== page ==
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Space
7:16 am
Sat May 19, 2012

How To Watch The Solar Eclipse

Originally published on Sat May 19, 2012 10:19 am

Transcript

SCOTT SIMON, HOST:

If you're in the Western United States tomorrow afternoon, you're in for a show.

DEE FRIESEN: The disc of the sun will be a ring. The moon will be inside the sun. There will be a ring of light around the moon, and they sometimes call it a ring of fire.

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Sports
7:16 am
Sat May 19, 2012

Sports: Proving Your Worth

Originally published on Sat May 19, 2012 10:19 am

Transcript

SCOTT SIMON, HOST:

You're listening to WEEKEND EDITION from NPR News. I'm Scott Simon. Time for sports.

(SOUNDBITE OF MUSIC)

SIMON: In the NBA, the Miami Heat have a lot to prove against the Indiana Pacers. In the NHL, the L.A. Kings are proving it. And a farewell to Kerry Wood. Howard Bryant of ESPN and ESPN.com joins us.

Morning, Howard.

HOWARD BRYANT: Good morning, Scott. How are you?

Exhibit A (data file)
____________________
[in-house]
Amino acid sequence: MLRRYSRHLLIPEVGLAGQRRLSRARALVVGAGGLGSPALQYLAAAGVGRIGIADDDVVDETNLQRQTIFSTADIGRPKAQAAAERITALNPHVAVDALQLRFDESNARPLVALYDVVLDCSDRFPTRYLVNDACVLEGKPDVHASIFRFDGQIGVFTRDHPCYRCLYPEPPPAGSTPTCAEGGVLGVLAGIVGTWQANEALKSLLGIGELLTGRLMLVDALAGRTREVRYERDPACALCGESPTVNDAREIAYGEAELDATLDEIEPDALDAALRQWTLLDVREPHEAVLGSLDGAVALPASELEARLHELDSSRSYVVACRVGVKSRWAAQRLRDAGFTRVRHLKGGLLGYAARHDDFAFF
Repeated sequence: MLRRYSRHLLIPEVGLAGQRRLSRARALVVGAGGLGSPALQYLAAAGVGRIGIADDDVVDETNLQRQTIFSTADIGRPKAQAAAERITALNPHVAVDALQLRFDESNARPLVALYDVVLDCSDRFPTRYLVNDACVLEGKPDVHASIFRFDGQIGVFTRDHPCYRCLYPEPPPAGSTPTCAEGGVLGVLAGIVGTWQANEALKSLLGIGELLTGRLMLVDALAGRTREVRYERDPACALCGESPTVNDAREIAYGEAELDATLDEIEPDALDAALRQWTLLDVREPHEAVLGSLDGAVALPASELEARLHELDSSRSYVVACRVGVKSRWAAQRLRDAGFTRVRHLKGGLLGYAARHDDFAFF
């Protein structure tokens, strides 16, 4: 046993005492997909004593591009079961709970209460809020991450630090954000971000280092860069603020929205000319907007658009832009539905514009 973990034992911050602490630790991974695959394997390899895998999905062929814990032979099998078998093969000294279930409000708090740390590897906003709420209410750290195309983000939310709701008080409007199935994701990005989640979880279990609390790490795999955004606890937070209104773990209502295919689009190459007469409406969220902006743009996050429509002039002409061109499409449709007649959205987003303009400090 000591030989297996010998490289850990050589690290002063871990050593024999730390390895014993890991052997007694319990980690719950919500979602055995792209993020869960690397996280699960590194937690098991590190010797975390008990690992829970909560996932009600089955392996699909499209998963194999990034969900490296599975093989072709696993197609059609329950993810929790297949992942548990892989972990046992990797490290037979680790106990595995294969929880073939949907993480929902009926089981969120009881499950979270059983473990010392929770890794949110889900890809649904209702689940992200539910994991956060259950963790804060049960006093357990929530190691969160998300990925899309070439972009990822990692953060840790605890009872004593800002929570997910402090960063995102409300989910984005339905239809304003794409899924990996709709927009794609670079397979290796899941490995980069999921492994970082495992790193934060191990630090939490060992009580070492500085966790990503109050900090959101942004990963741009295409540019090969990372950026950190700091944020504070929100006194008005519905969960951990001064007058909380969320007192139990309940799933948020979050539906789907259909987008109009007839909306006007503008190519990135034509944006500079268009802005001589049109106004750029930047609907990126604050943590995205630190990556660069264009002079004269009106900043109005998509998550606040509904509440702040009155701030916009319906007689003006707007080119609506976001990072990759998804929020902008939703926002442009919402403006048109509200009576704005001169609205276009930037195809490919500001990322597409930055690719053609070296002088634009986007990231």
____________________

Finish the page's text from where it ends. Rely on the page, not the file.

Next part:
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Sports
7:16 am
Sat May 19, 2012

Olympic Flame Flies To United Kingdom

Originally published on Sat May 19, 2012 12:47 pm

Transcript

SCOTT SIMON, HOST:

The Olympic torch has arrived in Britain, ahead of this summer's Games in London. The torch, lit at the original location of the Games at the ancient Greek site of Olympia one week ago, flew in from Athens yesterday. Just a few hours ago, the historic flame began its tour of the UK. Vicki Barker reports from London.

(SOUNDBITE OF CHEERS)

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Sports
7:16 am
Sat May 19, 2012

Calif. Hopes For A Preakness Win

Originally published on Sat May 19, 2012 10:19 am

Transcript

SCOTT SIMON, HOST:

This afternoon, the 137th running of the Preakness takes place at the Pimlico Race Course in Baltimore. Kentucky Derby Winner, the horse called, I'll Have Another, will try to capture the second jewel in the Triple Crown of Horse Racing, something only 10 horses have done since 1978. I'll Have Another, its trainer and owner all come from Southern California, and hopes are high that a big win will give a much-needed boost to horse racing in the California. NPR'S Carrie Kahn reports.